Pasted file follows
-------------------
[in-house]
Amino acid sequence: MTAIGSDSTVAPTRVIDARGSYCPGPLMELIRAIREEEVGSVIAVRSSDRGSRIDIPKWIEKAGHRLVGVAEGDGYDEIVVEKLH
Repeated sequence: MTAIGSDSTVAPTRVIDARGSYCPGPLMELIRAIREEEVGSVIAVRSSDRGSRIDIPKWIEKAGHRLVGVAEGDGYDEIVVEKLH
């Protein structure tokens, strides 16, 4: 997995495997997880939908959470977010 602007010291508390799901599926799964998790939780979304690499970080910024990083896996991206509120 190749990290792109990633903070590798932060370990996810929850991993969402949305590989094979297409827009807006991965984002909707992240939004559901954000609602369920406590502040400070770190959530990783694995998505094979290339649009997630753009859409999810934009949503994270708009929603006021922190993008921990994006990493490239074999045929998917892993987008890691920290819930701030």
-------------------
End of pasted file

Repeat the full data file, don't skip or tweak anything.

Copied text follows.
[in-house]
Amino acid sequence: MTAIGSDSTVAPTRVIDARGSYCPGPLMELIRAIREEEVGSVIAVRSSDRGSRIDIPKWIEKAGHRLVGVAEGDGYDEIVVEKLH
Repeated sequence: MTAIGSDSTVAPTRVIDARGSYCPGPLMELIRAIREEEVGSVIAVRSSDRGSRIDIPKWIEKAGHRLVGVAEGDGYDEIVVEKLH
């Protein structure tokens, strides 16, 4: 997995495997997880939908959470977010 602007010291508390799901599926799964998790939780979304690499970080910024990083896996991206509120 190749990290792109990633903070590798932060370990996810929850991993969402949305590989094979297409827009807006991965984002909707992240939004559901954000609602369920406590502040400070770190959530990783694995998505094979290339649009997630753009859409999810934009949503994270708009929603006021922190993008921990994006990493490239074999045929998917892993987008890691920290819930701030």